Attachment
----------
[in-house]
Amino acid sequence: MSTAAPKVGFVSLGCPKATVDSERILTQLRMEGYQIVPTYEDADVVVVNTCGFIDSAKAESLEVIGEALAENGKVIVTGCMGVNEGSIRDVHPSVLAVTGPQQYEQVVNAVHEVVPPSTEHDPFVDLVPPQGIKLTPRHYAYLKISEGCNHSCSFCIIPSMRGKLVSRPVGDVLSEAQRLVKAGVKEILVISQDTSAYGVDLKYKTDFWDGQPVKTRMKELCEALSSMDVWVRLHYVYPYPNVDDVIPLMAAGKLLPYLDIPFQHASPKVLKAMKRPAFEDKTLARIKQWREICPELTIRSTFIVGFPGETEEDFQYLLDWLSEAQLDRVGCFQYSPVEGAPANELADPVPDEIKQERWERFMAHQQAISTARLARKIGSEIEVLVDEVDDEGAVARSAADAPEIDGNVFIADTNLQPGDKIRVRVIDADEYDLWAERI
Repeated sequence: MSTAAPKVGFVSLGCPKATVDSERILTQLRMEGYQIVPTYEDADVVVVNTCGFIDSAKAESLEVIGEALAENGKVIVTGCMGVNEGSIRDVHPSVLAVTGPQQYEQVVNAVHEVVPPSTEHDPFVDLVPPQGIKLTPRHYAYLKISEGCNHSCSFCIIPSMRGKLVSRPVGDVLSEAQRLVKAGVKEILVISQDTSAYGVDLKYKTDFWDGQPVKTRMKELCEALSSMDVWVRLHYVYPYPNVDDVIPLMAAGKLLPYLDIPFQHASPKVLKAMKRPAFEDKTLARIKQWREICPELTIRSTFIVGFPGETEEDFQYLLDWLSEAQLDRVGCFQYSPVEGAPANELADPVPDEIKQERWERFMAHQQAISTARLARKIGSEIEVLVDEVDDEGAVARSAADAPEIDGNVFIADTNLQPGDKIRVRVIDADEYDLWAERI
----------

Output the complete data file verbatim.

[in-house]
Amino acid sequence: MSTAAPKVGFVSLGCPKATVDSERILTQLRMEGYQIVPTYEDADVVVVNTCGFIDSAKAESLEVIGEALAENGKVIVTGCMGVNEGSIRDVHPSVLAVTGPQQYEQVVNAVHEVVPPSTEHDPFVDLVPPQGIKLTPRHYAYLKISEGCNHSCSFCIIPSMRGKLVSRPVGDVLSEAQRLVKAGVKEILVISQDTSAYGVDLKYKTDFWDGQPVKTRMKELCEALSSMDVWVRLHYVYPYPNVDDVIPLMAAGKLLPYLDIPFQHASPKVLKAMKRPAFEDKTLARIKQWREICPELTIRSTFIVGFPGETEEDFQYLLDWLSEAQLDRVGCFQYSPVEGAPANELADPVPDEIKQERWERFMAHQQAISTARLARKIGSEIEVLVDEVDDEGAVARSAADAPEIDGNVFIADTNLQPGDKIRVRVIDADEYDLWAERI
Repeated sequence: MSTAAPKVGFVSLGCPKATVDSERILTQLRMEGYQIVPTYEDADVVVVNTCGFIDSAKAESLEVIGEALAENGKVIVTGCMGVNEGSIRDVHPSVLAVTGPQQYEQVVNAVHEVVPPSTEHDPFVDLVPPQGIKLTPRHYAYLKISEGCNHSCSFCIIPSMRGKLVSRPVGDVLSEAQRLVKAGVKEILVISQDTSAYGVDLKYKTDFWDGQPVKTRMKELCEALSSMDVWVRLHYVYPYPNVDDVIPLMAAGKLLPYLDIPFQHASPKVLKAMKRPAFEDKTLARIKQWREICPELTIRSTFIVGFPGETEEDFQYLLDWLSEAQLDRVGCFQYSPVEGAPANELADPVPDEIKQERWERFMAHQQAISTARLARKIGSEIEVLVDEVDDEGAVARSAADAPEIDGNVFIADTNLQPGDKIRVRVIDADEYDLWAERI